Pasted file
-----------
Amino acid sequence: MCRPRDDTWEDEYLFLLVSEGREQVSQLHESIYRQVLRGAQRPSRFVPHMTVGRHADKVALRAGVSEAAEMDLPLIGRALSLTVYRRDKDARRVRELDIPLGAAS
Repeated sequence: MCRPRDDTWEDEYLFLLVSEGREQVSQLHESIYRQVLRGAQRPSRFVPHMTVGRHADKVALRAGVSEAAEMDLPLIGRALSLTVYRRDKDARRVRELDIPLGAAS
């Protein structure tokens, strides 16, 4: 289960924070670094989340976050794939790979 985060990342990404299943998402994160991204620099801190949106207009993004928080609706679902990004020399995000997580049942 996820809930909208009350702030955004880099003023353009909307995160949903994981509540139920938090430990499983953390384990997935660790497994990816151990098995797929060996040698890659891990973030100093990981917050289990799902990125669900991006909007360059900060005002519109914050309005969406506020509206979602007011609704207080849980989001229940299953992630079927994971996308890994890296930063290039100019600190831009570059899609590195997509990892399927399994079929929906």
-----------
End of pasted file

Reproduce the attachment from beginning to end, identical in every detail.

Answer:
Amino acid sequence: MCRPRDDTWEDEYLFLLVSEGREQVSQLHESIYRQVLRGAQRPSRFVPHMTVGRHADKVALRAGVSEAAEMDLPLIGRALSLTVYRRDKDARRVRELDIPLGAAS
Repeated sequence: MCRPRDDTWEDEYLFLLVSEGREQVSQLHESIYRQVLRGAQRPSRFVPHMTVGRHADKVALRAGVSEAAEMDLPLIGRALSLTVYRRDKDARRVRELDIPLGAAS
């Protein structure tokens, strides 16, 4: 289960924070670094989340976050794939790979 985060990342990404299943998402994160991204620099801190949106207009993004928080609706679902990004020399995000997580049942 996820809930909208009350702030955004880099003023353009909307995160949903994981509540139920938090430990499983953390384990997935660790497994990816151990098995797929060996040698890659891990973030100093990981917050289990799902990125669900991006909007360059900060005002519109914050309005969406506020509206979602007011609704207080849980989001229940299953992630079927994971996308890994890296930063290039100019600190831009570059899609590195997509990892399927399994079929929906």